Boeing eyes launch of mid-sized Boeing 797 for 2019, flying by 2025

By David Flynn, July 15 2018
Boeing eyes launch of mid-sized Boeing 797 for 2019, flying by 2025

The Boeing 797 – a mid-range jet that's expected to change both domestic and international business travel in Australia – is now likely to launch in 2019, although it won't actually take wing until 2025.

In Boeing's parlance a "launch" means offering the jet to airlines, although it'll still be a 'paper plane' which exists on the drawing board rather than on the assembly line.

And that launch is now tipped to happen in the next 12-18 months, says Boeing CEO Dennis Mullenburg.

"We don’t feel rushed to make a decision," he told The Financial Times ahead of this week's Farnborough air show this week. Mullenberg added that he "would anticipate to make a launch decision next year," which would "be consistent with a 2025 entry into service."

Flying into the sweet spot

Still officially labelled as a 'middle of market' jet, but widely expected to be christened the Boeing 797, the aeroplane would be larger than the Boeing 737 MAX series but smaller than the Boeing 787.

The seat count of the twin-aisle Boeing 797 is expected to be around 220 passengers assuming a two-class layout of business and economy, or as many as 270 in the all-economy floorpan favoured by low-cost airlines.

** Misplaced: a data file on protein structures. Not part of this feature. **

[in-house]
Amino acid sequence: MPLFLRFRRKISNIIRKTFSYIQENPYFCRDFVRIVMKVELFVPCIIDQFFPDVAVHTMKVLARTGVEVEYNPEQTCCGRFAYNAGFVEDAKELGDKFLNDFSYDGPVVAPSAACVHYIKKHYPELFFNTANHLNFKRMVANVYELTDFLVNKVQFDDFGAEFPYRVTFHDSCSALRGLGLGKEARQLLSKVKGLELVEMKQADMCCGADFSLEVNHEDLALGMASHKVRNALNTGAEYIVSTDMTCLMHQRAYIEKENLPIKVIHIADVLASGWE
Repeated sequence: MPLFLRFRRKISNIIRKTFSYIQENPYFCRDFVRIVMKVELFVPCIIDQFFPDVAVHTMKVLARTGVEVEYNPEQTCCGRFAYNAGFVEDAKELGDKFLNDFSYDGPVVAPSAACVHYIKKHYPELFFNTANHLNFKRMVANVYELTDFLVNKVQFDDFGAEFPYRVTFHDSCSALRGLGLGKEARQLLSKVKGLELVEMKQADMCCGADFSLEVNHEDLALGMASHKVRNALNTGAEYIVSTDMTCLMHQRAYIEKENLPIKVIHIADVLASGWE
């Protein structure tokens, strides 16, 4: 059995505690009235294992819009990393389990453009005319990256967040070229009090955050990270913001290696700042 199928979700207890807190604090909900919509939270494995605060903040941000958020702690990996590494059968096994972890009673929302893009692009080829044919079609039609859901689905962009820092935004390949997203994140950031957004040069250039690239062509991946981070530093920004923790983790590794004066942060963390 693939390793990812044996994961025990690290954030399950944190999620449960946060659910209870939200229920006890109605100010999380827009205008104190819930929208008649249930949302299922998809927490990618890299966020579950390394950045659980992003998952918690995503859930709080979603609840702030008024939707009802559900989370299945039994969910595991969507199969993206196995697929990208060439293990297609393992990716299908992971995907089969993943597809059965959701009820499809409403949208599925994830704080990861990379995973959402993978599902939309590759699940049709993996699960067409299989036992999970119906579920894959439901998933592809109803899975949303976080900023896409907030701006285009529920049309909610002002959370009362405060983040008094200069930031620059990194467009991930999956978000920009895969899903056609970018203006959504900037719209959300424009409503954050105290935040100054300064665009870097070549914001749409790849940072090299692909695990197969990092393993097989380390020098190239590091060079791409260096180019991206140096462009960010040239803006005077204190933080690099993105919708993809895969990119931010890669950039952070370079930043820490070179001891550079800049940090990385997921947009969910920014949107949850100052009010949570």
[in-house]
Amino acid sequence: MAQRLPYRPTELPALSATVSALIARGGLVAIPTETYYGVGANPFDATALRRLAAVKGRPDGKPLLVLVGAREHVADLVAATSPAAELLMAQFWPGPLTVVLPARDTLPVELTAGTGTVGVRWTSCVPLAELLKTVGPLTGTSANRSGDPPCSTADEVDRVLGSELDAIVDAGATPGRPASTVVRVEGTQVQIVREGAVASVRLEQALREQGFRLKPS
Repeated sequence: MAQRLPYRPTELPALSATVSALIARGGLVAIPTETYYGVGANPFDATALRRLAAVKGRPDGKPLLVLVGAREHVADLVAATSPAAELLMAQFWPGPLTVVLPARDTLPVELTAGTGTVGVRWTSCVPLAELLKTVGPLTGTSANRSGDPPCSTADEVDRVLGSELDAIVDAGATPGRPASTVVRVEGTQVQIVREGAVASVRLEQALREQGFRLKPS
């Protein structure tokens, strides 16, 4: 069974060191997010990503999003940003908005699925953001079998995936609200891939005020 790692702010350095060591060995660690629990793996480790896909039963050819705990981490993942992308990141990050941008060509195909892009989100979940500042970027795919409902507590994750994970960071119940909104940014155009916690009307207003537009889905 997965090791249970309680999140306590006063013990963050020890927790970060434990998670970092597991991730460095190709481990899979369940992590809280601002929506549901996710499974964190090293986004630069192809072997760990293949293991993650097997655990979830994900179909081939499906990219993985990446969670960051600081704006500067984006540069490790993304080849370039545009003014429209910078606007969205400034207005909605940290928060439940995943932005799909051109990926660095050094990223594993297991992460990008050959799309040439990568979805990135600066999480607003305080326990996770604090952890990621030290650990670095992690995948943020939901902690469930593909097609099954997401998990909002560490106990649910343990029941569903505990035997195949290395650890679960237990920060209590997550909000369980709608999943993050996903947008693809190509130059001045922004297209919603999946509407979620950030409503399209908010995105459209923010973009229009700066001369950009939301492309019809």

Boeing plans to build two variants of the 797, says Boeing marketing vice president Randy Tinseth. "One will be bigger and fly not quite as far, one will be smaller and fly farther."

Its range would top out at 10-11 hours, which for Australia – and potential customer Qantas – would encompass popular Asian routes such as Singapore, Hong Kong, Tokyo and Shanghai.

However, Qantas CEO Alan Joyce has also talked up the opportunity for the Boeing 797 to take over flights on the busy Sydney and Melbourne corridor as well as domestic east-west routes.

While Sydney-Melbourne is a billion dollar route for Qantas, it's also a highly congested one.

“We’re now at the cap of 80 movements an hour for four or five hours every day already," Joyce told Australian Business Traveller in late 2017 on board the airline's first Boeing 787 Dreamliner.